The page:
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[paragraph continues] In any case, there is no more plausible explanation than the zodiacal one of the early Christian habit of calling Jesus Christ the Fish. The sign of the Fishes comes next the Ram in the zodiac; and that constellation had actually taken the place of the Ram, at the spring equinox, when this symbol came into use. 1

We may further infer, when we read of Phrixos, the son of Athamas, who was carried to Colchis by a ram with a golden fleece, 2 and who in his statue on the Acropolis was represented as having "just sacrificed the ram to some God," 3 that in some eastern cult 4 which the Greeks misunderstood, a deity was latterly figured as borne on the zodiacal Ram, in the manner of Mithras "bull-borne," 5 and as sacrificing the ram in its turn. And that there was a constant astronomical significance in the Mithraic cult in particular, we know from the testimony of Origen, to the effect that its mysteries included an elaborate representation of the movements and relations of the stars and the planets, and the movements of the disembodied human soul among these. 6

Every widespread religion, however, is necessarily a complex of many ideas, and in the cult of Mithra this is abundantly seen. In the course of its western evolution it became closely associated, like that of Attis, with the popular worship of Cybelê, the Magna Mater, Mother of the Gods; 7 and in virtue of Roman military tradition it was bracketed with that of many specifically Roman deities. In the Mithraic cave-temples have been found images and names of Juno, Minerva, Apollo, Mars, Bacchus, Mercury, and Venus, "and especially Silvanus, who had taken on the character of a pantheistic God, doubtless because he was the Latin equivalent of the Greek Pan."' This, by the way, is not the sole reason for approximating Mithra to Pan." 8 A collocation of the Sun-God with the Goat-God occurs constantly in Greek mythology, and can be clearly traced back to the Babylonian system, on which Mithraism had independently drawn. 9 The image of the slaying of the bull, in particular, whatever its original bearing, came to be associated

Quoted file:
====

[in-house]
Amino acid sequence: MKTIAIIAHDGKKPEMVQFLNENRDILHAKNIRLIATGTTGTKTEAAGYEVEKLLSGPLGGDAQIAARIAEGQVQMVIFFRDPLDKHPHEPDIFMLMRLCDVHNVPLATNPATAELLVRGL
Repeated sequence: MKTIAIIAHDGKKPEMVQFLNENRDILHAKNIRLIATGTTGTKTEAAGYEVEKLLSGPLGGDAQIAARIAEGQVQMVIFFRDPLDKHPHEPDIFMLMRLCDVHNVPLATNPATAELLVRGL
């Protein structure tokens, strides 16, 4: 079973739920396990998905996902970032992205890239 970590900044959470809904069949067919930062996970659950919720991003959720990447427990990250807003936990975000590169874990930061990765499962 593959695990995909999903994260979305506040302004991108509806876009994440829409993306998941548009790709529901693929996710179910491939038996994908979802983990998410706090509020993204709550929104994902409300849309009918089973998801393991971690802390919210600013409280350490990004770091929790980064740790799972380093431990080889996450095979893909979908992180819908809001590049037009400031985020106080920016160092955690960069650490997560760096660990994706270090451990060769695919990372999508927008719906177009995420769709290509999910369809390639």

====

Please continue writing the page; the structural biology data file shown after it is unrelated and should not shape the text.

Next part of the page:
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specially with the idea of sacrifice and purification; and the great vogue of the Phrygian institutions of the Taurobolium and Criobolium, 1 or purification by the blood of bulls and rams, must have reacted on Mithraism, even if it were not of strictly Mithraic origin. Mithra, like Osiris 2 and Dionysos, 3 we saw, 4 was the bull as well as the God to whom the bull was sacrificed, even as Amun, to whom rams were sacrificed, was "the great ram"; 5 and herein lies one of the germs of the dogma of the death and resurrection of the God; another being the ancient astronomic myth, to which we shall come later, of the Descent of the God to Hades. In the procedure of the Taurobolia and Criobolia, which grew very popular in the Roman world, 6 we have the literal and original meaning of the phrase "washed in the blood of the lamb"; the doctrine being that resurrection and eternal life were secured by drenching or sprinkling with the actual blood of a sacrificial bull or ram, often doubtless a lamb, that being a common sacrifice from time immemorial, on the ground that for certain purposes the victim must be sexually pure. Thus we have such mortuary inscriptions as Taurobolio criobolioque in aeternum renatus, "By the bull-sacrifice and the ram-sacrifice born again for eternity." 7 But inasmuch as there was a constant tendency in the mystical systems to substitute symbolism for concrete usages, the Mithraists may be surmised to have ultimately performed their sacrificial rites in a less crude form than that described by Prudentius. 8